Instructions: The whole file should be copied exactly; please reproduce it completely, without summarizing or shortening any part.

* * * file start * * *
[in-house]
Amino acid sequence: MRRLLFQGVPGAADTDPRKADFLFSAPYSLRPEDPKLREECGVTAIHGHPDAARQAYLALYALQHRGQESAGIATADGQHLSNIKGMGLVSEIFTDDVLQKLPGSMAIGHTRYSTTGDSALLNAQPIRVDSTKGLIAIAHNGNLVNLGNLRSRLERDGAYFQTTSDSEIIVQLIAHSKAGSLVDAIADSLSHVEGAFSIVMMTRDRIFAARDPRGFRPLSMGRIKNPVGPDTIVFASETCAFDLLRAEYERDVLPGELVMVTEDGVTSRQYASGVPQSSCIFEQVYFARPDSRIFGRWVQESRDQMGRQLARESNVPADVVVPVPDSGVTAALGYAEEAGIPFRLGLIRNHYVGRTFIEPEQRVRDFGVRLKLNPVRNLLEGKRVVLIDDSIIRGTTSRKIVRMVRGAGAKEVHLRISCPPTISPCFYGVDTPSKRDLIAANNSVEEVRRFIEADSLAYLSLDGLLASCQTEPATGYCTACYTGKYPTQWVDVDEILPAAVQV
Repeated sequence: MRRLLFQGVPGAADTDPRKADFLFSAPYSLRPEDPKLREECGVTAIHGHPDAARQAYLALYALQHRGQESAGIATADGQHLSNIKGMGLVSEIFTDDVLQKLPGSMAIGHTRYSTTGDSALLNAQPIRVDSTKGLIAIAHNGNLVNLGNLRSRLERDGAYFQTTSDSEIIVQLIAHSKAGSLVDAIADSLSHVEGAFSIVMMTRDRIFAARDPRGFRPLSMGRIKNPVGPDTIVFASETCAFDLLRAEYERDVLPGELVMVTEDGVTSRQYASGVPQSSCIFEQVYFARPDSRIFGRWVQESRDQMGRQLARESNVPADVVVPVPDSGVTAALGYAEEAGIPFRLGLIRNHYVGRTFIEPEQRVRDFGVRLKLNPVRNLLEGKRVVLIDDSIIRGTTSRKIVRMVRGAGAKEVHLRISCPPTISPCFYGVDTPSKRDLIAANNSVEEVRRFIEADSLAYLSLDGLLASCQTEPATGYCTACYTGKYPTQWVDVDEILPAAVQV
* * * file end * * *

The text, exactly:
[in-house]
Amino acid sequence: MRRLLFQGVPGAADTDPRKADFLFSAPYSLRPEDPKLREECGVTAIHGHPDAARQAYLALYALQHRGQESAGIATADGQHLSNIKGMGLVSEIFTDDVLQKLPGSMAIGHTRYSTTGDSALLNAQPIRVDSTKGLIAIAHNGNLVNLGNLRSRLERDGAYFQTTSDSEIIVQLIAHSKAGSLVDAIADSLSHVEGAFSIVMMTRDRIFAARDPRGFRPLSMGRIKNPVGPDTIVFASETCAFDLLRAEYERDVLPGELVMVTEDGVTSRQYASGVPQSSCIFEQVYFARPDSRIFGRWVQESRDQMGRQLARESNVPADVVVPVPDSGVTAALGYAEEAGIPFRLGLIRNHYVGRTFIEPEQRVRDFGVRLKLNPVRNLLEGKRVVLIDDSIIRGTTSRKIVRMVRGAGAKEVHLRISCPPTISPCFYGVDTPSKRDLIAANNSVEEVRRFIEADSLAYLSLDGLLASCQTEPATGYCTACYTGKYPTQWVDVDEILPAAVQV
Repeated sequence: MRRLLFQGVPGAADTDPRKADFLFSAPYSLRPEDPKLREECGVTAIHGHPDAARQAYLALYALQHRGQESAGIATADGQHLSNIKGMGLVSEIFTDDVLQKLPGSMAIGHTRYSTTGDSALLNAQPIRVDSTKGLIAIAHNGNLVNLGNLRSRLERDGAYFQTTSDSEIIVQLIAHSKAGSLVDAIADSLSHVEGAFSIVMMTRDRIFAARDPRGFRPLSMGRIKNPVGPDTIVFASETCAFDLLRAEYERDVLPGELVMVTEDGVTSRQYASGVPQSSCIFEQVYFARPDSRIFGRWVQESRDQMGRQLARESNVPADVVVPVPDSGVTAALGYAEEAGIPFRLGLIRNHYVGRTFIEPEQRVRDFGVRLKLNPVRNLLEGKRVVLIDDSIIRGTTSRKIVRMVRGAGAKEVHLRISCPPTISPCFYGVDTPSKRDLIAANNSVEEVRRFIEADSLAYLSLDGLLASCQTEPATGYCTACYTGKYPTQWVDVDEILPAAVQV